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Thursday, 30 October 2014

Miami Dolphins News and Notes: Remembering the Epic Showdown with San Diego

For my friend, Chris McLeod, it was the game he became a San Diego Chargers fan. For myself, it was one of the saddest days of my life as a Miami Dolphins fan. It’s known as the Epic in Miami – a 41-38 win by the Chargers in the Orange Bowl that changed playoff football in my eyes forever.

To watch it on television – from what I have been told – was a feeling of triumph and then despair. To watch it in person was maybe the greatest football game I have ever seen with the exception of the 31-31 tie between the Seminoles and Gators in 1996.

The game, won by the Chargers in overtime, 41–38, is one of the most famous in National Football League lore because of the conditions on the field, the performances of players on both teams, and the numerous records that were set. It was also referred to in the Miami Herald as the "Miracle That Died", while Sports Illustrated dubbed it the "Game No One Should Have Lost".

This weekend, the Dolphins and Chargers clash again, 32 years later and while there have been many other contests between the two, and all I can think of is how this writer who was 11 years old at the time, was impacted by that game forever.

The Dolphins of 2014 are trying to move forward from the 27-13 sloppy win over the Jacksonville Jaguars and focus on a San Diego Chargers passing attack that may not be as prolific as Dan Fouts and his core of wide receivers and a solid running game, but it has a chance to put up plenty of points on Sunday.

The Miami Dolphins defense, however, may be as tough as the defensive unit back then under Don Shula. As a unit, it will certainly have a say in the outcome on Sunday.


According to the team’s website, defensive end Dion Jordan looked good in his first game of the 2014 season.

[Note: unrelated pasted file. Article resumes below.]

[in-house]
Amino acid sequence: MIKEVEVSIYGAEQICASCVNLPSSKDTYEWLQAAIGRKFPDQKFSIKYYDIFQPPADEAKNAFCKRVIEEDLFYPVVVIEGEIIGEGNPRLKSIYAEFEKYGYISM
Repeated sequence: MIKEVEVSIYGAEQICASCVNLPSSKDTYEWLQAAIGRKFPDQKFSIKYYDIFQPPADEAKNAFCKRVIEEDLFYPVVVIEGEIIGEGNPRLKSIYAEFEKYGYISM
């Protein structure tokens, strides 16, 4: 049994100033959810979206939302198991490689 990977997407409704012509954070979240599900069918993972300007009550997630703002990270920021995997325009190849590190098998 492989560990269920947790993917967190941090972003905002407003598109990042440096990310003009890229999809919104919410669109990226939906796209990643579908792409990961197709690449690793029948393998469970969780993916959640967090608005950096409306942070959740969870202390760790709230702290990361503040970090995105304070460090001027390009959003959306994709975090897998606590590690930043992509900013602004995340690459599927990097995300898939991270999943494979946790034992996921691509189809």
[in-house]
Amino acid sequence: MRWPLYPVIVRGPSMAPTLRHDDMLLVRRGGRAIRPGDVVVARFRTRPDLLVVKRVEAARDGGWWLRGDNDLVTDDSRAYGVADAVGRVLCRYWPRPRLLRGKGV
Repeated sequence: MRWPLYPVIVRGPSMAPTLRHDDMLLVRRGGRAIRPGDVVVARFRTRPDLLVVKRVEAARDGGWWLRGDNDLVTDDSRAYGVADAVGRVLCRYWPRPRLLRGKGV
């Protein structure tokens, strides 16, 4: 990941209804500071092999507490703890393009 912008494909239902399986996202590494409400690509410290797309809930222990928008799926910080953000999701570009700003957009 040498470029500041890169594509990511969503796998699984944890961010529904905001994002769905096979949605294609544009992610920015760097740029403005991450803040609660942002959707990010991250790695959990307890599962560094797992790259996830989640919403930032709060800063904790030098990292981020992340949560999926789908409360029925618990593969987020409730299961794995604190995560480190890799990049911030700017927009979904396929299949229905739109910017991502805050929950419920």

Jordan ended up playing 30 of the Dolphins’ 71 snaps on defense and was often used in non-passing situations, something that didn’t happen often in Jordan’s rookie season.

Jordan was credited with two tackles on defense and another one on special teams, where he got 19 snaps.


The Dolphins’ long interception returns, as chronicled on today, were a hot topic of conversation during the weekly day-after press conferences of Head Coach Joe Philbin and Coyle.

The Dolphins are averaging an amazing 43.2 yards on their six interception returns this season after scoring two touchdowns against Jacksonville, and both Philbin and Coyle said Monday the team spends time at practice working on that part of the game.

“A lot,” Philbin pointed out. “Kevin and the staff do a great job of teaching that. There’s semi-art to it, if you will. A lot of times we do pursuit drills and sometimes we just emphasize pure, flat-out pursuit to the ball carrier. Then there are other days where we will do an interception drill where we will turn the ball around, give guys with hand shields and we’ll set up the blocking the way we want and then coach up going down the numbers and specific blocking that we would like to get. It’s something we like to teach a lot and they take pride in it.”

Coyle said the Dolphins actually are devoting more practice time to interception returns this year than in the past.



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